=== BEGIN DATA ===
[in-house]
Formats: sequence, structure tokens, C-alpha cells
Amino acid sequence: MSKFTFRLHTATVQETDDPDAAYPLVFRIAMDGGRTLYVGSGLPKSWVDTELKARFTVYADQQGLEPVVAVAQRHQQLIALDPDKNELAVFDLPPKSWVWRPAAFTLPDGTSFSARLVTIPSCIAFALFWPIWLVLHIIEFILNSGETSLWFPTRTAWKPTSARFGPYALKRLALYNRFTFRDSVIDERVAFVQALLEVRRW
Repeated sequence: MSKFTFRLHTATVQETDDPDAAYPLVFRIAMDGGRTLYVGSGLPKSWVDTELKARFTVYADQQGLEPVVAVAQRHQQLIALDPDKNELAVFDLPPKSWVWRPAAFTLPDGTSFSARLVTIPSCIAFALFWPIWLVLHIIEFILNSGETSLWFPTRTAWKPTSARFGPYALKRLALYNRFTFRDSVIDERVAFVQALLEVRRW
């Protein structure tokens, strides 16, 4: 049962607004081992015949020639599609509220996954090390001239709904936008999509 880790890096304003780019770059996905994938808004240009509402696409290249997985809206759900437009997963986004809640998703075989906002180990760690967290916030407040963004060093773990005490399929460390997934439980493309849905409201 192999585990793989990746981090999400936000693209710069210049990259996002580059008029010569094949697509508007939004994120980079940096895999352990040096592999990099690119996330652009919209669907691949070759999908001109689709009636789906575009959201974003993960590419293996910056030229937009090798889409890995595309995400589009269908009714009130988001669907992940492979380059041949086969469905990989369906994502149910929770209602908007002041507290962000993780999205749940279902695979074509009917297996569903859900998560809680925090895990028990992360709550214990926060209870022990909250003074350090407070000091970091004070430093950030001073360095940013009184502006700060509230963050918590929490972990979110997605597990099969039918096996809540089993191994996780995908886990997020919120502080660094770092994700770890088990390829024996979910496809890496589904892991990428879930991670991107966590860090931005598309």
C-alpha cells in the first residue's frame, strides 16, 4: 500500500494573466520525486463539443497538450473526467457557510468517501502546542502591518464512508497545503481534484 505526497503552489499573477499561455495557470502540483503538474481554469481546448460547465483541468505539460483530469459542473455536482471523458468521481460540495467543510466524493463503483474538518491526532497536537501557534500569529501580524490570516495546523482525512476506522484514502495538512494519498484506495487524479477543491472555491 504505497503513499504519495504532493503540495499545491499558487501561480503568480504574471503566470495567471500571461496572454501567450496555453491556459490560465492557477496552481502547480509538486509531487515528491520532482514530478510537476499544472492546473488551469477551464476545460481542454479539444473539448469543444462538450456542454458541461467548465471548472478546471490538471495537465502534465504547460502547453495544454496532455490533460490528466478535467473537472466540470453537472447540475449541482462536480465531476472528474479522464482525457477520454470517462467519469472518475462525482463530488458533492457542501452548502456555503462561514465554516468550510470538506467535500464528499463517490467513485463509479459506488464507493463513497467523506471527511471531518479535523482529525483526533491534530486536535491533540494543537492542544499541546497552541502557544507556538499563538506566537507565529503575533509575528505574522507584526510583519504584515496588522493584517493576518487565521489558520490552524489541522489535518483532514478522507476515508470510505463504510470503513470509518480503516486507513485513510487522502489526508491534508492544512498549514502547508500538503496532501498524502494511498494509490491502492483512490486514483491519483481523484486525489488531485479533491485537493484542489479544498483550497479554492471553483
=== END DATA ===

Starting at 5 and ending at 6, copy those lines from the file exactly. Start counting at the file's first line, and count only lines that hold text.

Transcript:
């Protein structure tokens, strides 16, 4: 049962607004081992015949020639599609509220996954090390001239709904936008999509 880790890096304003780019770059996905994938808004240009509402696409290249997985809206759900437009997963986004809640998703075989906002180990760690967290916030407040963004060093773990005490399929460390997934439980493309849905409201 192999585990793989990746981090999400936000693209710069210049990259996002580059008029010569094949697509508007939004994120980079940096895999352990040096592999990099690119996330652009919209669907691949070759999908001109689709009636789906575009959201974003993960590419293996910056030229937009090798889409890995595309995400589009269908009714009130988001669907992940492979380059041949086969469905990989369906994502149910929770209602908007002041507290962000993780999205749940279902695979074509009917297996569903859900998560809680925090895990028990992360709550214990926060209870022990909250003074350090407070000091970091004070430093950030001073360095940013009184502006700060509230963050918590929490972990979110997605597990099969039918096996809540089993191994996780995908886990997020919120502080660094770092994700770890088990390829024996979910496809890496589904892991990428879930991670991107966590860090931005598309």
C-alpha cells in the first residue's frame, strides 16, 4: 500500500494573466520525486463539443497538450473526467457557510468517501502546542502591518464512508497545503481534484 505526497503552489499573477499561455495557470502540483503538474481554469481546448460547465483541468505539460483530469459542473455536482471523458468521481460540495467543510466524493463503483474538518491526532497536537501557534500569529501580524490570516495546523482525512476506522484514502495538512494519498484506495487524479477543491472555491 504505497503513499504519495504532493503540495499545491499558487501561480503568480504574471503566470495567471500571461496572454501567450496555453491556459490560465492557477496552481502547480509538486509531487515528491520532482514530478510537476499544472492546473488551469477551464476545460481542454479539444473539448469543444462538450456542454458541461467548465471548472478546471490538471495537465502534465504547460502547453495544454496532455490533460490528466478535467473537472466540470453537472447540475449541482462536480465531476472528474479522464482525457477520454470517462467519469472518475462525482463530488458533492457542501452548502456555503462561514465554516468550510470538506467535500464528499463517490467513485463509479459506488464507493463513497467523506471527511471531518479535523482529525483526533491534530486536535491533540494543537492542544499541546497552541502557544507556538499563538506566537507565529503575533509575528505574522507584526510583519504584515496588522493584517493576518487565521489558520490552524489541522489535518483532514478522507476515508470510505463504510470503513470509518480503516486507513485513510487522502489526508491534508492544512498549514502547508500538503496532501498524502494511498494509490491502492483512490486514483491519483481523484486525489488531485479533491485537493484542489479544498483550497479554492471553483